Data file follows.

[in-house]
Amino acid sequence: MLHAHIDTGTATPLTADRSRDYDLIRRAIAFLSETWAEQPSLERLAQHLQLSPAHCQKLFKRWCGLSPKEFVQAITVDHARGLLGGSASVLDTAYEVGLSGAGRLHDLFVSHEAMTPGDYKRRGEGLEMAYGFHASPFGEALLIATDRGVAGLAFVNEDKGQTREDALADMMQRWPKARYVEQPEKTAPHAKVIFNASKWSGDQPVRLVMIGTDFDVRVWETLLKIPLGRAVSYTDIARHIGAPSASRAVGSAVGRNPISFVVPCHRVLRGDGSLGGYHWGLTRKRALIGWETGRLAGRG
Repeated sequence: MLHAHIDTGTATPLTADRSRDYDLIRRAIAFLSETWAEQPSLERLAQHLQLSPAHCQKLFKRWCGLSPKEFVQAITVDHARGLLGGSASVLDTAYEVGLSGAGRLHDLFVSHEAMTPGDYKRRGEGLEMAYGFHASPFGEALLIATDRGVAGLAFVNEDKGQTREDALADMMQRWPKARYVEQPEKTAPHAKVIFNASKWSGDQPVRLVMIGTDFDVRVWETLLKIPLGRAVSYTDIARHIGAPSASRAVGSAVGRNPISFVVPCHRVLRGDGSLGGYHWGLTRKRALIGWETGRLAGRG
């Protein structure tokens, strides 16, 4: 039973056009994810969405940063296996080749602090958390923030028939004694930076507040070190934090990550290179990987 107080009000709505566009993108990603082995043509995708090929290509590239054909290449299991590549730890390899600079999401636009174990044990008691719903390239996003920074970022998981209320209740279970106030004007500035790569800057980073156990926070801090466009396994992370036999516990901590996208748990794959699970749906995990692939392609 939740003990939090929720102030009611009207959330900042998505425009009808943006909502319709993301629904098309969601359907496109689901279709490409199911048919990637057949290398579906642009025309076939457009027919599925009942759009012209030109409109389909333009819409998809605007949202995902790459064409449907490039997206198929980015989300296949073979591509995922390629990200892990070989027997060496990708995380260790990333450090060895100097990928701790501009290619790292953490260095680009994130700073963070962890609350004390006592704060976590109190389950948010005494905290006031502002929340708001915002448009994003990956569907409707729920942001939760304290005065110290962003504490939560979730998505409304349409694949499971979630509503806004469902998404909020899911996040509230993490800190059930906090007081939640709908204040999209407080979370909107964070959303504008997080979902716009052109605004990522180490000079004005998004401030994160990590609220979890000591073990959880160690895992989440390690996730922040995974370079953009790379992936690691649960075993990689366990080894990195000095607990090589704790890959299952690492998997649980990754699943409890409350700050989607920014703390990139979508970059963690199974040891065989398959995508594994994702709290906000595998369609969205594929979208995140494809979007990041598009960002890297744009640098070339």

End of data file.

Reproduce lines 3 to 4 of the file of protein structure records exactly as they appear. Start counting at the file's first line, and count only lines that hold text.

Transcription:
Repeated sequence: MLHAHIDTGTATPLTADRSRDYDLIRRAIAFLSETWAEQPSLERLAQHLQLSPAHCQKLFKRWCGLSPKEFVQAITVDHARGLLGGSASVLDTAYEVGLSGAGRLHDLFVSHEAMTPGDYKRRGEGLEMAYGFHASPFGEALLIATDRGVAGLAFVNEDKGQTREDALADMMQRWPKARYVEQPEKTAPHAKVIFNASKWSGDQPVRLVMIGTDFDVRVWETLLKIPLGRAVSYTDIARHIGAPSASRAVGSAVGRNPISFVVPCHRVLRGDGSLGGYHWGLTRKRALIGWETGRLAGRG
């Protein structure tokens, strides 16, 4: 039973056009994810969405940063296996080749602090958390923030028939004694930076507040070190934090990550290179990987 107080009000709505566009993108990603082995043509995708090929290509590239054909290449299991590549730890390899600079999401636009174990044990008691719903390239996003920074970022998981209320209740279970106030004007500035790569800057980073156990926070801090466009396994992370036999516990901590996208748990794959699970749906995990692939392609 939740003990939090929720102030009611009207959330900042998505425009009808943006909502319709993301629904098309969601359907496109689901279709490409199911048919990637057949290398579906642009025309076939457009027919599925009942759009012209030109409109389909333009819409998809605007949202995902790459064409449907490039997206198929980015989300296949073979591509995922390629990200892990070989027997060496990708995380260790990333450090060895100097990928701790501009290619790292953490260095680009994130700073963070962890609350004390006592704060976590109190389950948010005494905290006031502002929340708001915002448009994003990956569907409707729920942001939760304290005065110290962003504490939560979730998505409304349409694949499971979630509503806004469902998404909020899911996040509230993490800190059930906090007081939640709908204040999209407080979370909107964070959303504008997080979902716009052109605004990522180490000079004005998004401030994160990590609220979890000591073990959880160690895992989440390690996730922040995974370079953009790379992936690691649960075993990689366990080894990195000095607990090589704790890959299952690492998997649980990754699943409890409350700050989607920014703390990139979508970059963690199974040891065989398959995508594994994702709290906000595998369609969205594929979208995140494809979007990041598009960002890297744009640098070339």